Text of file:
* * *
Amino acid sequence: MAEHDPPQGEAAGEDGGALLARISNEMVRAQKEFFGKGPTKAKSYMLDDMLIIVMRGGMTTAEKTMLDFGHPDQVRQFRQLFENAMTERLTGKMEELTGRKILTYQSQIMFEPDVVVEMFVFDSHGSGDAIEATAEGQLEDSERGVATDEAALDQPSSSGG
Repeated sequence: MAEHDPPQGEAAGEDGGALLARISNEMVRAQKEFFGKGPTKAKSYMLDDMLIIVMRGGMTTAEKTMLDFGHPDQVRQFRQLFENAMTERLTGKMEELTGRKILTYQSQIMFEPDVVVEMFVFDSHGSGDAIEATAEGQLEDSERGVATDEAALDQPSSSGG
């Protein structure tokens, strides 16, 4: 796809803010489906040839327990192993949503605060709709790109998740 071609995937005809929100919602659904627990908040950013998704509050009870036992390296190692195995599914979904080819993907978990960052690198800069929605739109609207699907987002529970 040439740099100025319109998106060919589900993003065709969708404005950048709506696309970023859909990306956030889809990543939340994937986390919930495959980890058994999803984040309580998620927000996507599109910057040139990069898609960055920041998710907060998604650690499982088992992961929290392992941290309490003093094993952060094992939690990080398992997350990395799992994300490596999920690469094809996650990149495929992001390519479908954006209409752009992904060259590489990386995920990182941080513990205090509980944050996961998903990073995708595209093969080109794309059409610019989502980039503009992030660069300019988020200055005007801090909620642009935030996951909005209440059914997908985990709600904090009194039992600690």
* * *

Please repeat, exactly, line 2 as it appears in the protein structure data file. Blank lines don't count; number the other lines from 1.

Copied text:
Repeated sequence: MAEHDPPQGEAAGEDGGALLARISNEMVRAQKEFFGKGPTKAKSYMLDDMLIIVMRGGMTTAEKTMLDFGHPDQVRQFRQLFENAMTERLTGKMEELTGRKILTYQSQIMFEPDVVVEMFVFDSHGSGDAIEATAEGQLEDSERGVATDEAALDQPSSSGG